Serious Games as an Instrument of Non-Formal Learning: A Review of Web-Based Learning Experiences on the Issue of Renewable Energy

Serious Games as an Instrument of Non-Formal Learning: A Review of Web-Based Learning Experiences on the Issue of Renewable Energy

Steffen Winny (University of Augsburg, Germany)
DOI: 10.4018/978-1-4666-3673-6.ch012
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This chapter contains a systematic overview of various didactic designs, which are used to provide learning experiences via the Internet. Using the example of renewable energy, the development and status quo of Web-didactic offers is reconstructed on the basis of concrete cases ranging from simple replication of classical teaching materials to different kinds of serious games. This bottom-up approach provides a practical introduction on how to evaluate serious games or other digital learning offers by identifying the most essential criteria for a didactic game analysis, but can also be used for benchmarking as some of the examples might also be inspiring for actual game design. Furthermore, this review indicates a significant gap between the high didactic standards for designing self-administrated learning environments and the factual realization as it is shown in most of the examined cases. A basic understanding of the requirements of different learning settings is given in the introduction.
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From a didactic point of view, games are an interesting phenomenon: In general, games are very popular because needs of affection, attention and recognition may be fulfilled as well as needs for prestige, strength, achievement, independence or freedom (cp. Maslow, 1943). Because of the high intrinsic motivation of the gamers to meet these needs, gaming becomes an end in itself with the single purpose of performing the playing activity.

Although learning processes are usually neither intended nor reflected by the gamers, a major part of cognitive, motoric, and social development takes part within the context of games. The easiness of acquiring knowledge, skills, or cognition while playing arouses interest in using this kind of learning for different intentions. In this case, games are designed or transformed in such a way that they pursue at least one further purpose other than the pure pleasure of the game as specified by the initiator of the respective game. Games become more serious because they now take on functions which are perceived to be relevant beyond the borders of the game.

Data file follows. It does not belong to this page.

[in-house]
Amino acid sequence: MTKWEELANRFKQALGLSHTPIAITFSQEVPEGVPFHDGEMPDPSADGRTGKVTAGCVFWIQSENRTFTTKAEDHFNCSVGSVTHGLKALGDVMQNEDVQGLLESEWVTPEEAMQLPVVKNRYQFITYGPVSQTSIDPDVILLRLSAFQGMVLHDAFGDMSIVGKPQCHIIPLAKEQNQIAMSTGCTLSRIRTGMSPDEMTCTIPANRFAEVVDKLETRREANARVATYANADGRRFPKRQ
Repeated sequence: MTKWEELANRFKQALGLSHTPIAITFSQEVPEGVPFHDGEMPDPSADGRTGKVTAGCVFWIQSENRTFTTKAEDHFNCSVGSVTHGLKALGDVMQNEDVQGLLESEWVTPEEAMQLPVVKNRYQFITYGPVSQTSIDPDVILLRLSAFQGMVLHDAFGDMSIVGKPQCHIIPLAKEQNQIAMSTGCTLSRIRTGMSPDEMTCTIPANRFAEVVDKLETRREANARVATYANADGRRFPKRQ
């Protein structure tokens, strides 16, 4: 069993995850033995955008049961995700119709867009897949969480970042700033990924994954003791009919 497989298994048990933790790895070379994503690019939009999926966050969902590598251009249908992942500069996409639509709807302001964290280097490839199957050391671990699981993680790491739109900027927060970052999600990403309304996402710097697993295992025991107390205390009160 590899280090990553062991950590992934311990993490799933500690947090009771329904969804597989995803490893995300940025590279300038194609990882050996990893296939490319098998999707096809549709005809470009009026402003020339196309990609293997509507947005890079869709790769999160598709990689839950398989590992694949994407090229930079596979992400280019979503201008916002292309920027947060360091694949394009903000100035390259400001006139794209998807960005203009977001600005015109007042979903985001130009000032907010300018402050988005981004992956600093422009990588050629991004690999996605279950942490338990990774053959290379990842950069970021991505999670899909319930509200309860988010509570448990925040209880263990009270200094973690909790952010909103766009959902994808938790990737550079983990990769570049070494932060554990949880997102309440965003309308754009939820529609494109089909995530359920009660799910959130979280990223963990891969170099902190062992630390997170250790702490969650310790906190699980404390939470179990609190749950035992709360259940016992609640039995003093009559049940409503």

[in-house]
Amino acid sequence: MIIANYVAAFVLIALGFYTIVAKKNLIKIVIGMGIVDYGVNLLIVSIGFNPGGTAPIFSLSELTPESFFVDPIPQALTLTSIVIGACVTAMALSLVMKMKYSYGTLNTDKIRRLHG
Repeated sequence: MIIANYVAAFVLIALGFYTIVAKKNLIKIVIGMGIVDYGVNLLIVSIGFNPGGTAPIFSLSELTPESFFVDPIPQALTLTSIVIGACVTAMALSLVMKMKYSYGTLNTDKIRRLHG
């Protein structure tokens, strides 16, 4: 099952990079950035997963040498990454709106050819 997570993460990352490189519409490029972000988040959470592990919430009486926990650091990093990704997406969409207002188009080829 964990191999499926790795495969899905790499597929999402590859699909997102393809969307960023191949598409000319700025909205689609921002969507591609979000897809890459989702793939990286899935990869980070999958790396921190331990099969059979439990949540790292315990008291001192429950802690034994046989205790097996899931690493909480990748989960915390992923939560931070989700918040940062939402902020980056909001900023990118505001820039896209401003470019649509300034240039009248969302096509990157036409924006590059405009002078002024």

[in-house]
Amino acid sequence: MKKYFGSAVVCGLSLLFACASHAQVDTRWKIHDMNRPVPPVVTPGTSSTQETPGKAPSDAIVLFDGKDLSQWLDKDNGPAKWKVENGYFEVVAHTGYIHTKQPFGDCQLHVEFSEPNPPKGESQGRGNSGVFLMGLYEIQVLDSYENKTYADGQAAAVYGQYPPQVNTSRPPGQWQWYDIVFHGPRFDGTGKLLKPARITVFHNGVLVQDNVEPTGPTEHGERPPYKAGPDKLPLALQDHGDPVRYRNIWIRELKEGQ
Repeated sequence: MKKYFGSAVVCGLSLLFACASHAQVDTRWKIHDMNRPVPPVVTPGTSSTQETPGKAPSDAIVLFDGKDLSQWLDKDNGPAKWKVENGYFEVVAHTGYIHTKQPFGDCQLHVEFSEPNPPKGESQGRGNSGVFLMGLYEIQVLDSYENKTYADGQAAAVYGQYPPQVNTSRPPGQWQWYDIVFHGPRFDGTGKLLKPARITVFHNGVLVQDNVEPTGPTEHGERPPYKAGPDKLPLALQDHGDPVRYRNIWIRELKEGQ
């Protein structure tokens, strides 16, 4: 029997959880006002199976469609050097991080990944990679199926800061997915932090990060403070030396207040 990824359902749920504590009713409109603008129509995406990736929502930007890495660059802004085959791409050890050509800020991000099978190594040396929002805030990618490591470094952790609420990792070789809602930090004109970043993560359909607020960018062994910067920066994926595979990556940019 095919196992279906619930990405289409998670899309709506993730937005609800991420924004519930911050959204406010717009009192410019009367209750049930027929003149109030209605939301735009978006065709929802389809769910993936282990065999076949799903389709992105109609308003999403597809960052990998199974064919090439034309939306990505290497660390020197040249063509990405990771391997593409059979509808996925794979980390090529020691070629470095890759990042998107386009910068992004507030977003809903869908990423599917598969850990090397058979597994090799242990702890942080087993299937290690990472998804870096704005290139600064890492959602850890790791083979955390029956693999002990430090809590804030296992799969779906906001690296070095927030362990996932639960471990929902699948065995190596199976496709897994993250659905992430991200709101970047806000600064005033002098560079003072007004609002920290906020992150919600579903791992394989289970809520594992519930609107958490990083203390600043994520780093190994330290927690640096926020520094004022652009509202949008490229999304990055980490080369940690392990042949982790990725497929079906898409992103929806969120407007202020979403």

The player’s motivating force – the pursuit of satisfaction – does not become less important but is in fact exploited in terms of the additional purpose because the motivated engagement in the game represents the prior condition for imparting transferable knowledge. On the other hand, it is this very exploitation which may adversely affect the motivation of the player because it is precisely the stepping out of “real” life which constitutes the game situation (Huizinga, 1950, p. 35f).

Each attempt to influence the gamer from outside the game causes a serious intervention into the games world and runs the risk of reducing the gaming pleasure of the players. Nevertheless, gamers may accept non-game-related purposes under the following conditions:

  • 1.

    The gamer does not recognize the manipulation and appreciates just the game itself (Ignorance).

  • 2.

    The gamer recognizes the manipulation but rates the (expected) satisfaction by the game higher than the possibility of being affected adversely (tolerance).

  • 3.

    The gamer recognizes the purposes of the game provider and endorses his intention in principle or trusts his reputation (acceptance).

  • 4.

    The aims of the gamer correspond with the intention of the game provider (agreement).

  • 5.

    The game setting is integrated within an institutionalized context and – at least in part – is extrinsically motivated (commitment).

In case of the behavioral patterns ignorance, tolerance and acceptance, the gamer’s interest is focused on the game itself, while learning processes occur, at best, incidentally.

According to Kirchhöfer (2002) Incidental Learning is neither goal-oriented nor reflected, but arises simultaneously to another performed activity which means that Incidental Learning is always situational and linked to a certain problem. Typical examples from the area of Serious Games are Advergames, Recruitment Games, but also some News Games, Games for Change or Games from the genre of Edutainment or Infotainment.

In contrast, there are also a number of Serious Games, which are used by the gamer with the intention of learning, training, acquiring or creating something, that endure beyond the game. Relating to learning aspects, this means that being engaged in the game requires inherent time for learning processes which might be either self-organized (4) or externally-organized (5). In this case, gaming describes just one among many other methods to deal with the learning content.

Kirchhöfer (2003, p. 32) differentiates goal-orientated learning between (4) Informal and (5) Formal Learning. However, he defines Formal Learning not categorically as learning in formal educational institutions, like Dohmen (2001), Livingstone (2001) or the EC (2001, p. 33ff), but rather qualitative through characteristics such as external structure, curricular learning targets and independence from a specific problems. Accordingly, Informal Learning is marked by its own problem-oriented construction of learning targets and a self-determined learning rhythm.

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